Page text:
You're a small business owner. Your revenues are falling. Your profits are nearly gone. Your banker can't do for you now what he did for you a couple years ago. You're staring at a stack of layoff notices which you'd rather burn than give to your five newest employees. But those notices are staring back at you anyway. And now your credit cards, the last source of financial wiggle room, the temporary cash flow solutions you don't like to use but will if necessary...they're closing in on you too.
Almost three-quarters of U.S. companies with fewer than 500
employees are experiencing a deterioration in credit or credit-
card terms at a time when half of them depend on credit cards as
a primary source of financing, according to a December survey of
250 firms by the National Small Business Association, a trade
group with more than 150,000 members. ...
Bank loans are drying up as an estimated 70 percent of U.S.
banks have tightened standards for small-business loans, based
on a Federal Reserve January survey of senior loan officers.
Financial institutions may slash $2.7 trillion in credit-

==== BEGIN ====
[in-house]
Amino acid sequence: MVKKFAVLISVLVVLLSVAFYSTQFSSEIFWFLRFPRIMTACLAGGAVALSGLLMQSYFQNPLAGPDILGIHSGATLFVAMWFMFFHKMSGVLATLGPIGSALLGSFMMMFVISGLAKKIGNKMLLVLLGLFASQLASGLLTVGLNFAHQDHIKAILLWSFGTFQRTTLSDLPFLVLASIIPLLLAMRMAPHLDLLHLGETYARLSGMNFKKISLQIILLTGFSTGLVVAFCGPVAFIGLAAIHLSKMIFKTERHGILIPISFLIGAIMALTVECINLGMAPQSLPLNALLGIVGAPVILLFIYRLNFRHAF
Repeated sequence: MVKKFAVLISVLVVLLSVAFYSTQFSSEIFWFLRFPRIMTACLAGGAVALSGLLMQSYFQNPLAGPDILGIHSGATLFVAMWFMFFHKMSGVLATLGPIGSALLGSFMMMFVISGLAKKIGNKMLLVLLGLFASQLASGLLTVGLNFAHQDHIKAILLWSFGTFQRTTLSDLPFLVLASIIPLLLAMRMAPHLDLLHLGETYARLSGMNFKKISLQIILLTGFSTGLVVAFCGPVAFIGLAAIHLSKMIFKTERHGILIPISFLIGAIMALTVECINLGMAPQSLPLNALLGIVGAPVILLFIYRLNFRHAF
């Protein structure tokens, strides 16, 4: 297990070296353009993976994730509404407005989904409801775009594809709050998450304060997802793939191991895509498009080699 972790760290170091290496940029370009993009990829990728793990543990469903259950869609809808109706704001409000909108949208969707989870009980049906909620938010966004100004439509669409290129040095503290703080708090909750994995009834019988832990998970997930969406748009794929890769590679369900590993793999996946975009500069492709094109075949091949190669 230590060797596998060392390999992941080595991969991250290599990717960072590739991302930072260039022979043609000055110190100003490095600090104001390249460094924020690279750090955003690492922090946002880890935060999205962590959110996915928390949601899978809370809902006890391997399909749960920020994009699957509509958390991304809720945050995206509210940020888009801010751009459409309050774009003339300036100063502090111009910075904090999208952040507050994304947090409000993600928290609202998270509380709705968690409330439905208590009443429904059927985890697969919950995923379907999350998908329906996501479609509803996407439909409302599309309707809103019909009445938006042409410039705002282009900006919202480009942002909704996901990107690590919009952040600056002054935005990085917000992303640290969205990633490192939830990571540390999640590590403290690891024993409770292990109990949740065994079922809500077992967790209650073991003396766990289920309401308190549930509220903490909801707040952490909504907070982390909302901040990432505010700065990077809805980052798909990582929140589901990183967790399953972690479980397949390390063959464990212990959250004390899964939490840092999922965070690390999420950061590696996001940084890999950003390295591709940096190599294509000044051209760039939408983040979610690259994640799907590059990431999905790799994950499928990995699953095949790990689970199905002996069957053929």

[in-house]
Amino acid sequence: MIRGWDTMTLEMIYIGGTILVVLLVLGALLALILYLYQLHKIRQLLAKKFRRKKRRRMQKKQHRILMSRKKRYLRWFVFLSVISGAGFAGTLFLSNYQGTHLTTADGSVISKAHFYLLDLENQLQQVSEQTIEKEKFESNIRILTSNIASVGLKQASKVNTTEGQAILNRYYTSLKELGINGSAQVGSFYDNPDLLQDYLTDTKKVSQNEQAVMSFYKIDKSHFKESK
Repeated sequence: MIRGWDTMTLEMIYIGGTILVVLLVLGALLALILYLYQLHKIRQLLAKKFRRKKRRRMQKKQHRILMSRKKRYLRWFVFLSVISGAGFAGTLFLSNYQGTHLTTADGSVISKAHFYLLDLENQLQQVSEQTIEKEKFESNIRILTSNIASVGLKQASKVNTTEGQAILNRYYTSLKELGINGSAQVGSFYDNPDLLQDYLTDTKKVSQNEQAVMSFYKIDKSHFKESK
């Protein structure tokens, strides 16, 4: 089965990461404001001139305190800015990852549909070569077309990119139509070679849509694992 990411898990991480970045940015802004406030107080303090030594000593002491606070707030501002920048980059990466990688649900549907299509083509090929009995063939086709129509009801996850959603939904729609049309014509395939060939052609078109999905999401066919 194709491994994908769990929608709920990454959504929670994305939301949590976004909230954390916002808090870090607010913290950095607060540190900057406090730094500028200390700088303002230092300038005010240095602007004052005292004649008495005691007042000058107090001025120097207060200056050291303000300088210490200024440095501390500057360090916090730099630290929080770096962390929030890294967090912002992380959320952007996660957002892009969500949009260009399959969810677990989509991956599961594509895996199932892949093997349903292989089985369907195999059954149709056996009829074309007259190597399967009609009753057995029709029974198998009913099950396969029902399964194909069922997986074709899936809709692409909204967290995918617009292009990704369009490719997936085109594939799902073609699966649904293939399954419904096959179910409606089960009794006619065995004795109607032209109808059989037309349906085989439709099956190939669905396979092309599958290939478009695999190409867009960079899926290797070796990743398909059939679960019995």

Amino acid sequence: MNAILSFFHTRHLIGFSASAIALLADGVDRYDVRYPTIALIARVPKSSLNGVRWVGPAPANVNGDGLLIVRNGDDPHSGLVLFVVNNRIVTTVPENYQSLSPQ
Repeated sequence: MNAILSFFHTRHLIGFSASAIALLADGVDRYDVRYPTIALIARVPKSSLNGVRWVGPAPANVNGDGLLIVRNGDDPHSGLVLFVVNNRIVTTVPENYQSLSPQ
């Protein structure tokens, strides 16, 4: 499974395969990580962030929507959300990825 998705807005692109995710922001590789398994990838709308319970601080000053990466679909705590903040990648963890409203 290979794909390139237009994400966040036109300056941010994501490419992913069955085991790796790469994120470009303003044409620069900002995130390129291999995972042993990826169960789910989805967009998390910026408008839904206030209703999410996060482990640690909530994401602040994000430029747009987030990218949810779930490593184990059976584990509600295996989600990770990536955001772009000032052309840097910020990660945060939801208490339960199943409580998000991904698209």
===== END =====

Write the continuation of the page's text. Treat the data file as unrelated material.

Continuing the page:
card lines by the end of 2010, according to a report published
last week by Meredith Whitney, chief executive officer of
Meredith Whitney Advisory Group LLC in New York. Small-business
owners often use business and personal credit cards, with 41
percent relying on a combination of both, based on data compiled
by the NSBA.
In some areas, interest rates are exceptionally low right now, most notably in the prime mortgage market. In others, such as credit cards, interest rates are climbing, lending standards are tightening, and existing lines are being reduced. These cold, hard facts of financial life make even the sort of sensible/necessary risk-taking Daniel Gross called for a few days ago that much harder to muster.
We've written on "the financialization* of everything" in this space. Today the WSJ's Justin Lahart riffs on what de-financialization* might look like. (*Forgive the funky terms...they're unorthodox, but they just feel right in this context.)